@geg1992 ...From your post I'm not quite sure if you have tinnitus, as you say: My ear felt full and muffled, then follow that a but later with: Over the past weekend, the noise seemed to be far quieter, but then on Sunday night it suddenly got very loud, far louder than I could cope with,...then you ask about if tinnitus ever goes away.
      Muffled (and what I suspect may be a possible "bruised" feeling), and Tinnitus are not really the same thing. Though the former can certainly lead to the latter!!! So my advice is to be very careful right now - and maybe well into the future, regarding sound/loud sound situations.

      ATEOS has given good advice above, though I'm afraid you are just going to have to become "educated" somewhat to your new condition, as indeed you have many questions and concerns for the future. TT is a great place to get that education. It will take time, and it will take effort. Your hearing is in your hands. If you get 'hit' once I think it is easier to get 'hit' again, as some people seem to have a staggering ability for sound abuse and never have a problem - others pay dearly. By the way, don't worry initially if you feel you are getting a bit "obsessed" by learning about tinnitus and wondering about it. That's normal and actually a better idea than ignoring it and pretending it is not there then getting even more damage. (Read Telis's story for example).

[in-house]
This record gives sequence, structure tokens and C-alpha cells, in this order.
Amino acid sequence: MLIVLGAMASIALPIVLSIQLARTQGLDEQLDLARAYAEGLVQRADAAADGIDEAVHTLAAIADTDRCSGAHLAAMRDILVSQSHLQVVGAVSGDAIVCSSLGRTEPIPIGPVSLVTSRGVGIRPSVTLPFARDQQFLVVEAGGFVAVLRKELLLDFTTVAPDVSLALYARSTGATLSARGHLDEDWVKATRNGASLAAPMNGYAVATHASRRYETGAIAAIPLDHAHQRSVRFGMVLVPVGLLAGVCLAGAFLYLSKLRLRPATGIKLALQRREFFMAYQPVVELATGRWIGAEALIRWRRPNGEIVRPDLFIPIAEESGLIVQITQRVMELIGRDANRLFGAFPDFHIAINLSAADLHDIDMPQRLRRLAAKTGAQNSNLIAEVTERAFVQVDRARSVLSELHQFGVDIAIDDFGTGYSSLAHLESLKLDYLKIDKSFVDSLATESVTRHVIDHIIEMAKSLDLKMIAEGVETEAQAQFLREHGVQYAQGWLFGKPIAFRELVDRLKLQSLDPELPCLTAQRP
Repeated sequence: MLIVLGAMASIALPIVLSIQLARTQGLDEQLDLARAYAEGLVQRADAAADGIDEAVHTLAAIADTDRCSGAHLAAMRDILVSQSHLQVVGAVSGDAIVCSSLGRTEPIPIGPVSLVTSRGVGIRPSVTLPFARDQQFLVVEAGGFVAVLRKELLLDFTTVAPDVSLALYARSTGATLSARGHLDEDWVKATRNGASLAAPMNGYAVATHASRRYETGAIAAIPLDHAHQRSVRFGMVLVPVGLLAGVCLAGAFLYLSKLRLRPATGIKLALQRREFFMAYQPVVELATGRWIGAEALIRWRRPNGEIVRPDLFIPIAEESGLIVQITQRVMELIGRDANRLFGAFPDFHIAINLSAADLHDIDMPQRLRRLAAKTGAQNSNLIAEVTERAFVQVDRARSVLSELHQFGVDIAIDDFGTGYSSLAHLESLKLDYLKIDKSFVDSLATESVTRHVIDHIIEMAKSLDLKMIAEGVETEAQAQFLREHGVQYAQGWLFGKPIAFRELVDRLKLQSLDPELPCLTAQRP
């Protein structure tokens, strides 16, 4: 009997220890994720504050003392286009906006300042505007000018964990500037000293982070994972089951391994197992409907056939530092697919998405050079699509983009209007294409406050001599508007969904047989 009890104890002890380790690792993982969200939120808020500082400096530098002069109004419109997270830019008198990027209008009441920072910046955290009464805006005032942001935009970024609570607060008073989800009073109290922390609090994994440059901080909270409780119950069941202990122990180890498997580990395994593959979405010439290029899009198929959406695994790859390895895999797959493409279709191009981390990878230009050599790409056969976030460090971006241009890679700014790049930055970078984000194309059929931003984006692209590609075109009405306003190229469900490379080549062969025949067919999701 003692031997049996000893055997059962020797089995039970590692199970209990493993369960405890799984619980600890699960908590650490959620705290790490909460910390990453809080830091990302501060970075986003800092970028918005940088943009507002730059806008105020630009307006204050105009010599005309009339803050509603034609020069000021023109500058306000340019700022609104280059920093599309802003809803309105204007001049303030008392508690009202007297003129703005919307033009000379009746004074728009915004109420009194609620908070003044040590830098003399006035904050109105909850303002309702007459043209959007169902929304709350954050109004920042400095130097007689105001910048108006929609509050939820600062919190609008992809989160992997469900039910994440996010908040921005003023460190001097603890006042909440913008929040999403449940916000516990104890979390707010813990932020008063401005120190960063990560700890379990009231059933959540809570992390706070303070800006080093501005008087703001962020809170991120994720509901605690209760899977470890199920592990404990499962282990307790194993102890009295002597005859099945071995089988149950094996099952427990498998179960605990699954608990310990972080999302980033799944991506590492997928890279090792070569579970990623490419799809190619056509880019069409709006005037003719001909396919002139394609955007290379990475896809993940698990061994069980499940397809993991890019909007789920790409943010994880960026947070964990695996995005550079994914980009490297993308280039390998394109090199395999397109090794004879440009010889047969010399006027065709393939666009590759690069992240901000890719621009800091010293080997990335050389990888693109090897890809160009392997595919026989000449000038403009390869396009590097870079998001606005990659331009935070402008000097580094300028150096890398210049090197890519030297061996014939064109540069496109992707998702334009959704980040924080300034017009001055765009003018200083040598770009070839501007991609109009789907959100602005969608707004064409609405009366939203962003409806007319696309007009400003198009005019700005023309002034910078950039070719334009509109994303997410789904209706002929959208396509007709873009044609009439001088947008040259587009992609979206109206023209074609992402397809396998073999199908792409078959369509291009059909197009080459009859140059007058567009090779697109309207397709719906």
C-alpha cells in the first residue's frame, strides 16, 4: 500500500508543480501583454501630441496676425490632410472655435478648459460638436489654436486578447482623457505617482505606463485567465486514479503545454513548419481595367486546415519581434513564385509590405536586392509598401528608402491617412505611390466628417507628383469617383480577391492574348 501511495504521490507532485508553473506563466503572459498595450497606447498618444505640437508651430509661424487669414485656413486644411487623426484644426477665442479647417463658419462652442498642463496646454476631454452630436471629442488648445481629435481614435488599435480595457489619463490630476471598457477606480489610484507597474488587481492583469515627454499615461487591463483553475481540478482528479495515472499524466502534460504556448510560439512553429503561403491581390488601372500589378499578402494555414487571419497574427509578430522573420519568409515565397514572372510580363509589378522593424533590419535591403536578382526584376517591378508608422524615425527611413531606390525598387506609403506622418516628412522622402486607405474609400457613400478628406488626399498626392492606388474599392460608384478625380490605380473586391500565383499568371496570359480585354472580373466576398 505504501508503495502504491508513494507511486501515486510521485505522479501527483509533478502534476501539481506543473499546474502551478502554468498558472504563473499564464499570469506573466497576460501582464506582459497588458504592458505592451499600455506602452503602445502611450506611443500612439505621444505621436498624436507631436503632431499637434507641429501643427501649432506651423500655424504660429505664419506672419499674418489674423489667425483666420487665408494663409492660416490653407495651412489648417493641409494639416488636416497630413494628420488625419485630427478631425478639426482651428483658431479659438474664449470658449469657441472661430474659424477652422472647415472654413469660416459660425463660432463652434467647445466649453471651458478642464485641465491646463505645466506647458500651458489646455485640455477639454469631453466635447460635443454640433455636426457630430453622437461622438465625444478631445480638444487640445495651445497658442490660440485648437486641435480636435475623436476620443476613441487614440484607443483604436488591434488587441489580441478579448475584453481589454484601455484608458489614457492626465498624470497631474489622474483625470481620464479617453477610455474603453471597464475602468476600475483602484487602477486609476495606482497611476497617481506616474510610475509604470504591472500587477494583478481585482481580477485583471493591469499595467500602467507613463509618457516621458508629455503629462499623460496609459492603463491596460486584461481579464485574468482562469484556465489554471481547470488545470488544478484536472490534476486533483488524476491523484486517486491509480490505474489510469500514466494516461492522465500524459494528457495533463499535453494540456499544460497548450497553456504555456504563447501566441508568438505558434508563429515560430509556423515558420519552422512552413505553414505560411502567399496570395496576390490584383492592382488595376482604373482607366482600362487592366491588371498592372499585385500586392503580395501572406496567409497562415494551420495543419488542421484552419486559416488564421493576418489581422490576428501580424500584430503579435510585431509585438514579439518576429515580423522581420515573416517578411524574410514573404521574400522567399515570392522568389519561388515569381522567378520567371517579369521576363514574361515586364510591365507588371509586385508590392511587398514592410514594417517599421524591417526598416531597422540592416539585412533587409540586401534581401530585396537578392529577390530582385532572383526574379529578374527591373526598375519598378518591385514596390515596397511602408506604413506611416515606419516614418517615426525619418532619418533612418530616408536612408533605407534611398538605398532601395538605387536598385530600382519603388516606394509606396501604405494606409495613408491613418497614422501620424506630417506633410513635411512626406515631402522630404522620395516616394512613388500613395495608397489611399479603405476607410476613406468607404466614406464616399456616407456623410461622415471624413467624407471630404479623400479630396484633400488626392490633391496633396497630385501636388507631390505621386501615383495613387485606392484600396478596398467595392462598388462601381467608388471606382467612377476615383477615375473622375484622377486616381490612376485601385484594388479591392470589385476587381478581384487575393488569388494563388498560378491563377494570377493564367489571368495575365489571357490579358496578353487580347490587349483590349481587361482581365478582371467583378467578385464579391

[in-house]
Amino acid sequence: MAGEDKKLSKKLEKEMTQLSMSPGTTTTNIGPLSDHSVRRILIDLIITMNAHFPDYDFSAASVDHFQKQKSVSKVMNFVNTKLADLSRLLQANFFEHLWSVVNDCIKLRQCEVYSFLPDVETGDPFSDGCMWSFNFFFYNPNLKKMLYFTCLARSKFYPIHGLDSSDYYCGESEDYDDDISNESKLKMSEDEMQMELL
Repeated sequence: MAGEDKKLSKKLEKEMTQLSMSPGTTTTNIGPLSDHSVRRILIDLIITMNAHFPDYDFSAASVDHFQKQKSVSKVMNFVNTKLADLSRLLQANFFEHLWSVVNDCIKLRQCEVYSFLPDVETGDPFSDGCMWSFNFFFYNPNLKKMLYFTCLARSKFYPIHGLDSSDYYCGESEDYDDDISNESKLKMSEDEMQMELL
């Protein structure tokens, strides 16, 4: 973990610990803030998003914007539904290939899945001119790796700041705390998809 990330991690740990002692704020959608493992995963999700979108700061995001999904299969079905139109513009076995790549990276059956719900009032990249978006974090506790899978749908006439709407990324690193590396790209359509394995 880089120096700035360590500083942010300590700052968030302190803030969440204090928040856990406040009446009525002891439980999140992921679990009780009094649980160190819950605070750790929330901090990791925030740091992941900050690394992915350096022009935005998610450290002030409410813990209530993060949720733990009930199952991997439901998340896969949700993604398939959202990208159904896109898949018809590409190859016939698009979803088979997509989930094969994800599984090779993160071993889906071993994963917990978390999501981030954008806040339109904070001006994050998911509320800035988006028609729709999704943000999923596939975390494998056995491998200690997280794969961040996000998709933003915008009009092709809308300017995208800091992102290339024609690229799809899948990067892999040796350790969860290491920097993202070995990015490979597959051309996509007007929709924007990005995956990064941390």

OK...for anyone. One of my "things" here! Note what @geg1992 reported:

      1. On Friday 5th December, I attended a gig which was very loud. After the gig, My ear felt full and muffled, I thought nothing of it as it is common after concerts.
      2. ...and I had been suffering from a chest/throat/sinus infection so had been taking antibiotics.